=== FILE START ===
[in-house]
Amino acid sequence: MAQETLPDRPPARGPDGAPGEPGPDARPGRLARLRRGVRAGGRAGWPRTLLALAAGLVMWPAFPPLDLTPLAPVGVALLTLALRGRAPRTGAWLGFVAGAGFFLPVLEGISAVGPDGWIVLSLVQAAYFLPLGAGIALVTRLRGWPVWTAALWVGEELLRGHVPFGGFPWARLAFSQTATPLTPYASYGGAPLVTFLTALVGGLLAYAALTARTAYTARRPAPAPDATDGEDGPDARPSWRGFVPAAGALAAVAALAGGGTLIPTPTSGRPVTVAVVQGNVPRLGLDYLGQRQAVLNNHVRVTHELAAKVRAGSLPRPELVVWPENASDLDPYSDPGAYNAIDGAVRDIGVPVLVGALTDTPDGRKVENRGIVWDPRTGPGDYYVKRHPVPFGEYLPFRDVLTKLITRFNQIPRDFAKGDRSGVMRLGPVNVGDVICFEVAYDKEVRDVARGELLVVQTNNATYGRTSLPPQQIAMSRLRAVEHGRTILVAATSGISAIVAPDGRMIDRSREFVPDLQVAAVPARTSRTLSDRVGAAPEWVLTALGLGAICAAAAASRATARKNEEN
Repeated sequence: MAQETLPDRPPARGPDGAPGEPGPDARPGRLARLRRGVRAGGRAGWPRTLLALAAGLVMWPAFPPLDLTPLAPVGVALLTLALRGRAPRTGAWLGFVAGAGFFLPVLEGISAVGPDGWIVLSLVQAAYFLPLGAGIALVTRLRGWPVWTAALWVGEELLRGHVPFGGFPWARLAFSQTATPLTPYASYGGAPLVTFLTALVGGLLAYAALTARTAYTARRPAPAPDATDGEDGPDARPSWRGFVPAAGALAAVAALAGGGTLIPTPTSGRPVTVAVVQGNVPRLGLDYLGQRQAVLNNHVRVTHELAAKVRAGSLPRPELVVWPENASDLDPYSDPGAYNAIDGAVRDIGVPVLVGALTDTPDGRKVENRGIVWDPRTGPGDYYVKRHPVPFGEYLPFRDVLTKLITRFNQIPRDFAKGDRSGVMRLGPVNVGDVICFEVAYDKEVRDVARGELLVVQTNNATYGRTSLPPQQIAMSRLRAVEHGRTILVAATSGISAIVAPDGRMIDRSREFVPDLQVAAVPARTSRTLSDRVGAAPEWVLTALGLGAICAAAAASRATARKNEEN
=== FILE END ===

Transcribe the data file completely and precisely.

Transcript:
[in-house]
Amino acid sequence: MAQETLPDRPPARGPDGAPGEPGPDARPGRLARLRRGVRAGGRAGWPRTLLALAAGLVMWPAFPPLDLTPLAPVGVALLTLALRGRAPRTGAWLGFVAGAGFFLPVLEGISAVGPDGWIVLSLVQAAYFLPLGAGIALVTRLRGWPVWTAALWVGEELLRGHVPFGGFPWARLAFSQTATPLTPYASYGGAPLVTFLTALVGGLLAYAALTARTAYTARRPAPAPDATDGEDGPDARPSWRGFVPAAGALAAVAALAGGGTLIPTPTSGRPVTVAVVQGNVPRLGLDYLGQRQAVLNNHVRVTHELAAKVRAGSLPRPELVVWPENASDLDPYSDPGAYNAIDGAVRDIGVPVLVGALTDTPDGRKVENRGIVWDPRTGPGDYYVKRHPVPFGEYLPFRDVLTKLITRFNQIPRDFAKGDRSGVMRLGPVNVGDVICFEVAYDKEVRDVARGELLVVQTNNATYGRTSLPPQQIAMSRLRAVEHGRTILVAATSGISAIVAPDGRMIDRSREFVPDLQVAAVPARTSRTLSDRVGAAPEWVLTALGLGAICAAAAASRATARKNEEN
Repeated sequence: MAQETLPDRPPARGPDGAPGEPGPDARPGRLARLRRGVRAGGRAGWPRTLLALAAGLVMWPAFPPLDLTPLAPVGVALLTLALRGRAPRTGAWLGFVAGAGFFLPVLEGISAVGPDGWIVLSLVQAAYFLPLGAGIALVTRLRGWPVWTAALWVGEELLRGHVPFGGFPWARLAFSQTATPLTPYASYGGAPLVTFLTALVGGLLAYAALTARTAYTARRPAPAPDATDGEDGPDARPSWRGFVPAAGALAAVAALAGGGTLIPTPTSGRPVTVAVVQGNVPRLGLDYLGQRQAVLNNHVRVTHELAAKVRAGSLPRPELVVWPENASDLDPYSDPGAYNAIDGAVRDIGVPVLVGALTDTPDGRKVENRGIVWDPRTGPGDYYVKRHPVPFGEYLPFRDVLTKLITRFNQIPRDFAKGDRSGVMRLGPVNVGDVICFEVAYDKEVRDVARGELLVVQTNNATYGRTSLPPQQIAMSRLRAVEHGRTILVAATSGISAIVAPDGRMIDRSREFVPDLQVAAVPARTSRTLSDRVGAAPEWVLTALGLGAICAAAAASRATARKNEEN